Case Study: October 2010


  • Woman aged 66
  • Recurrent dacryocystitis involving left upper lid for 6 months. Cultures negative.
  • Developed ‘’papillomatous’’ lesion left upper canaliculus
  • Excised
  • See Figures


  1. What is the diagnosis?
  2. What do the figures show?
  3. What is the infectious agent ?
  4. Why were cultures negative?
  5. What is the recommended treatment?
Click to show answers
  1. Dacryolithiasis and actinomyces infection with chronic conjunctivitis and dacryocystitis.
  2. Biopsy shows chronically inflamed conjunctiva with lymphoid aggregates (Figs 1 & 2) . A ‘’stone’’ is present (Fig 3). Fig 4 shows radiating filamentous arrangement of organisms and inflammatory exudate around ‘’stone’’. Gram stain (Fig 5) shows Gram positive filamentous organisms.
  3. The agent is Actinomyces spp. (Usually A. israelii).
  4. Cultures were negative as they were taken from the surface conjunctiva. The organisms lay deep within the canaliculus.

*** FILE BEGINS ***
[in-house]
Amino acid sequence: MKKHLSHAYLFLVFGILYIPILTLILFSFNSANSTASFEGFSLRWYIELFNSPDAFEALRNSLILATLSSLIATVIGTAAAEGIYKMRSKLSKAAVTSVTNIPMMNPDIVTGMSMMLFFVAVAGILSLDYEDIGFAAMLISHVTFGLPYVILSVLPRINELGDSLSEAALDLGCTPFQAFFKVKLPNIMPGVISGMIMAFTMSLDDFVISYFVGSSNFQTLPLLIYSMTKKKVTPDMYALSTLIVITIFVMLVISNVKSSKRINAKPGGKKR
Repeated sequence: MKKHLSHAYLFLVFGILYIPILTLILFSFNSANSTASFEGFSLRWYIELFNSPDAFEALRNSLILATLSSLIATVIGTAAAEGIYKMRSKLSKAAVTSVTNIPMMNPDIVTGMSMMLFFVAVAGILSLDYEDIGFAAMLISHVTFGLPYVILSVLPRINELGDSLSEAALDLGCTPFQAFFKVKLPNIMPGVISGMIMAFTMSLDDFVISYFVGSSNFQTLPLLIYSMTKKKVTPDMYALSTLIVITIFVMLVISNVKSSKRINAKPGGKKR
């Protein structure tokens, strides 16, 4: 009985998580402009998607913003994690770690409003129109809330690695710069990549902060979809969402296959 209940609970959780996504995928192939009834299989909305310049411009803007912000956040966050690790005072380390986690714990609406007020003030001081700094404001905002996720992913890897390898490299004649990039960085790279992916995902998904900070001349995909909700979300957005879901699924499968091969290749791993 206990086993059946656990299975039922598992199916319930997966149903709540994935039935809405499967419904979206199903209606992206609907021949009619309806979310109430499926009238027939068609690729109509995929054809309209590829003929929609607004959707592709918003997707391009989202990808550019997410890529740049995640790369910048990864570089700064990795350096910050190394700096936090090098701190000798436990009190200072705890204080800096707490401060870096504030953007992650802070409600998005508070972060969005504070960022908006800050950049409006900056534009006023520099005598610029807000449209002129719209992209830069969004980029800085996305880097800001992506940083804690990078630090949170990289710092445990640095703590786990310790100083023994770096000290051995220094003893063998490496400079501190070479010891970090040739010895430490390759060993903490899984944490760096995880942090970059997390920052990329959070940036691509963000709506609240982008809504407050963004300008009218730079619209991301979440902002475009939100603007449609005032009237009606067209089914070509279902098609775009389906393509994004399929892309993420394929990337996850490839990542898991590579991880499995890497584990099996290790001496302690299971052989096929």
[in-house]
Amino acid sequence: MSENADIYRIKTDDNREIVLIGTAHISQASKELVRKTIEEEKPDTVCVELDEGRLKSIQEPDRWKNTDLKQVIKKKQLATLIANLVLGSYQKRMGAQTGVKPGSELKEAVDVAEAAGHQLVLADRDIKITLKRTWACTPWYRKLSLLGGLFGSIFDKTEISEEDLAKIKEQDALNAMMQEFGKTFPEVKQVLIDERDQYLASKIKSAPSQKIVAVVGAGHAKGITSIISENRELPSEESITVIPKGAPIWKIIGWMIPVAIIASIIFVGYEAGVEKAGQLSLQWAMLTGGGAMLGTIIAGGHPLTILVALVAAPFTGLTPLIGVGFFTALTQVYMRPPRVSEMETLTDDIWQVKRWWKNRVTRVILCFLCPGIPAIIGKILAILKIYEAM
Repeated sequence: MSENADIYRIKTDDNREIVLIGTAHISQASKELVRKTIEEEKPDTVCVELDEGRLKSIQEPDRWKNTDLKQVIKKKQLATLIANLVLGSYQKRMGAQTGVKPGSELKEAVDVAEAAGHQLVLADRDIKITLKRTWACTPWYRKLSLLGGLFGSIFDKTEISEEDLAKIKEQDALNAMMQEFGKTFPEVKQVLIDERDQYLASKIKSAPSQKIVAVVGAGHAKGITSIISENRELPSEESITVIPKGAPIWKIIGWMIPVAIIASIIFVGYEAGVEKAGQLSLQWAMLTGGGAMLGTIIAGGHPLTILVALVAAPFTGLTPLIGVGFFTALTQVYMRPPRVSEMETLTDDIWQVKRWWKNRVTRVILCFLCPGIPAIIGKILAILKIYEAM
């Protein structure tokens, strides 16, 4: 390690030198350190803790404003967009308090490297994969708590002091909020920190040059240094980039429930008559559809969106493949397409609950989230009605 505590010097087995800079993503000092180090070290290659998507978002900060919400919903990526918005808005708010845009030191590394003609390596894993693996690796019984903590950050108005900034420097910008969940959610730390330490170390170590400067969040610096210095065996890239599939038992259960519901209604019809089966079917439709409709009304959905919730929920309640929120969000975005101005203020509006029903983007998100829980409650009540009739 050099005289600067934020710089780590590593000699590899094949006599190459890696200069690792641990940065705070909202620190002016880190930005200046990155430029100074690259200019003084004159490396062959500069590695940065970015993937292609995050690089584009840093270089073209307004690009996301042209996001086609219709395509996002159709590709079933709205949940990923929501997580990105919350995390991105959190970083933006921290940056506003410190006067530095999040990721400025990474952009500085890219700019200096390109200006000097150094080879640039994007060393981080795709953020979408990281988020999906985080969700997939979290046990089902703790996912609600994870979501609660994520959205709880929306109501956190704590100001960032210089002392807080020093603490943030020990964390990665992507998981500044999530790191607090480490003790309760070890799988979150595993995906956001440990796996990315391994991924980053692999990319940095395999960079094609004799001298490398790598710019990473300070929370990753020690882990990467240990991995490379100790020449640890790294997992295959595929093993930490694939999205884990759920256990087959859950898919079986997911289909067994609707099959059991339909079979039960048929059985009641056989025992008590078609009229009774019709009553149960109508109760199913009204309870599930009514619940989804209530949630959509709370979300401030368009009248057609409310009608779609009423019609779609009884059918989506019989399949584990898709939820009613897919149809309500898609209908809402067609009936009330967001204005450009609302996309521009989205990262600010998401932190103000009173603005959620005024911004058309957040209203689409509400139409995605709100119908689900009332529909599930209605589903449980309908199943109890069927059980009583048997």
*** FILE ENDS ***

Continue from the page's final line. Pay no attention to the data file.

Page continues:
5. The recommended treatment is curettage of the calculus and canaliculotomy. Topical antibiotics are rarely effective.

Dacryoliths are often found as an underlying factor causing obstruction in chronic dacryocystitis and may be seen on CT imaging. Actinomyces may cause secondary conjunctivitis.


CT Demonstration of Dacryolithiasis Complicated by Dacryocystitis Asheim J, Spickler E. American Journal of Neuroradiology 2005;26:2640-1

Actinomyces canaliculitis; diagnosis of a masquerading disease. Briscoe D, Edelstein E,Zacharopoulus I, Keness Y, Kilman A, Zur F, Assia El. Graefes Arch Clin Exp Ophthalmol 2004;242 (8):682-6

Lacrimal excretory system concretions: canalicular and lacrimal sac Repp DJ, Lucarelli MJ. Ophthalmology 2009;116 (11) :2230-5